Qin Shi Huang was one of the greatest emperors of China, but that does not mean he was free from enemies and obstacles. His struggles begin at a young age when King Zhuangxiang was held hostage of the state of Zhao (Leino). He had experienced the horrors of war which had scarred him for life. This eventually caused his decision to end war between the seven warring states (Leino). During his reign, Qin Shi Huang was threatened by two assassinations. The first was sent by the Yan state, but the king easily fought them off. The second assassination was a musician. He disguised himself as one to get closer to the king. The attempt failed when he shot a dart aimed at the king but missed like a fool (Szczespanski). Qin Shi Huang was never fond of Confucius and his great teachings (Yeun). He preferred a totalitarian society and was an absolute dictator. Thus, he killed 460 Confucianists who opposed him and burned all the books related to Confucius (Leino). In the middle of his reign, Qin Shi Huang had to deal with the nomadic tribes of the north. He dealt with this problem by building the famous Great Wall of China. It was meant to block off the tribe from invasion, but it left many holes and it did not even make the whole length of the border (Leino). Qin Shi Huang was determined to find immortality. He feared death quite a lot and tried very hard to cure it. His advisors and scholars recommended mercury as a cure for immortality. This will eventually lead to his death by mercury poisoning (Yeun).

Historical Significance

Qin Shi Huang is famously known and remembered for the creation of the Great Wall of China, but that was simply one of his innumerable achievements.

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Qin Shi Huang created the first weights and measures
in China and established coinage currency that would benefit the economy of China for centuries (Yeun). He reformed the agricultural system and standardized the length of the axles of carts for better usage on the fields (Leino; Yeun). He standardized the Chinese characters in writing and made it a part of Chinese culture (Wu). Qin Shi Huang replaced the herditary vassal system with prefectures and counties that would ruled by him directly (Leino). He had a harsh and oppressive criminal law that made it so a person charged for a felony would be severely punished (Theobald). He made convenient roads and canals for rural villages as well as creating a system of military roads (Theobald; Wu). He also combined the two great rivers of China, the Yangtze and Pearl river (Szczepanski).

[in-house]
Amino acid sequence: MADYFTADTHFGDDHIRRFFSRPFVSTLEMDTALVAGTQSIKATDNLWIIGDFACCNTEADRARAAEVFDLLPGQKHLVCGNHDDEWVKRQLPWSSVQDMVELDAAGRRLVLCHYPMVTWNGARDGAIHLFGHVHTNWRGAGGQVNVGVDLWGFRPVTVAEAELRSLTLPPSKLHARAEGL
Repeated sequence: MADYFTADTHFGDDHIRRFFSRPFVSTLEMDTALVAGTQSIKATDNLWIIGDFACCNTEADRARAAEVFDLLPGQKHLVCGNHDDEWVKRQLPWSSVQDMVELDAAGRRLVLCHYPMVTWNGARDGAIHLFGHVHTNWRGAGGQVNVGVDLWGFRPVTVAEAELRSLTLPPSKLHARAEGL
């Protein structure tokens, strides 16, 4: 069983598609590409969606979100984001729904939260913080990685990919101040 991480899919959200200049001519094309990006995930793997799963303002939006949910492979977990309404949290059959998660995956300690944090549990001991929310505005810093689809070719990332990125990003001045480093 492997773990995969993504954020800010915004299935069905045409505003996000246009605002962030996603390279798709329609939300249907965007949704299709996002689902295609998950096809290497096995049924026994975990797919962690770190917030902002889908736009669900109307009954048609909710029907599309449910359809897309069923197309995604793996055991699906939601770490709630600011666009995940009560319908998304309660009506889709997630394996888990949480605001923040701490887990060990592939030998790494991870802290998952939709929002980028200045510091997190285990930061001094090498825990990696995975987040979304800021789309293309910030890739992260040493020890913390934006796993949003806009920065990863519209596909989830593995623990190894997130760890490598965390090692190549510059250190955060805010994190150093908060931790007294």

Qin Shi Huang was also notoriously know for killing his people without mercy. The building of the Great Wall of China was not a simple task and involved excrutiating pain and suffering. He literally killed off half the population of China during his reign (Wu). Qin Shi Huang despised Confucius' teachings and burned all books related to him in an effort to rid the teachings from the empire. He buried 400 Confucianist scholars alive as punishment for following the teachings. (Theobald).

By uniting China, Qin Shi Huang was able to establish a central government that would better the country (Leino). Qin Shi Huang became the founder of the People's Republic of China that is still in use today (Buchert). In order to continue his legacy, he forced his people to construct the Qin mausoleum with the money famous terracotta soldiers. Mercury would flow through the tomb as Qin Shi Huang would be laid to rest (Wu).

Qin Shi Huang is considered the most influential emperor of China because his achievements are still used today in China, 2,000 years later. Qin Shi Huang famously said that he had "[longed] to become a True Man. From now on [he would be referred] to...as True Man and will not call [himself] Zhen." Qin Shi Huang may not be the most liked emperor of China, but one cannot simply stray from the fact that his accomplishments forever changed the history of China.

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Works Cited


Buchart, Thingo. "The Chairman and the Emperor: Historiography of Qin Shi Huang in the late Cultural Revolution Period: 1971-1976." Academia. 1 March 2008. Web. 6 Nov 2014.
Leino, Juha. "Qin Shihuang - The Man Who United China." gbtimes. 5 May 2012. Web. 11 December 2014.
Szczepanski, Kallie. "Qin Shi Huang, First Emperor of China." About. Web. 15 September 2014.
Theobald, Ulrich. "Persons in Chinese History - Qin Shihuang." Chinaknowledge. 8 March 2011. Web. 2 October 2014.
Wu, Annie. "Qin Shihuang." Chinahighlights. 21 August 2014. Web. 16 October 2014.
Yeun, Anna. "Qin Shi Huang." China-travel-golden-route. Web. 20 November 2014.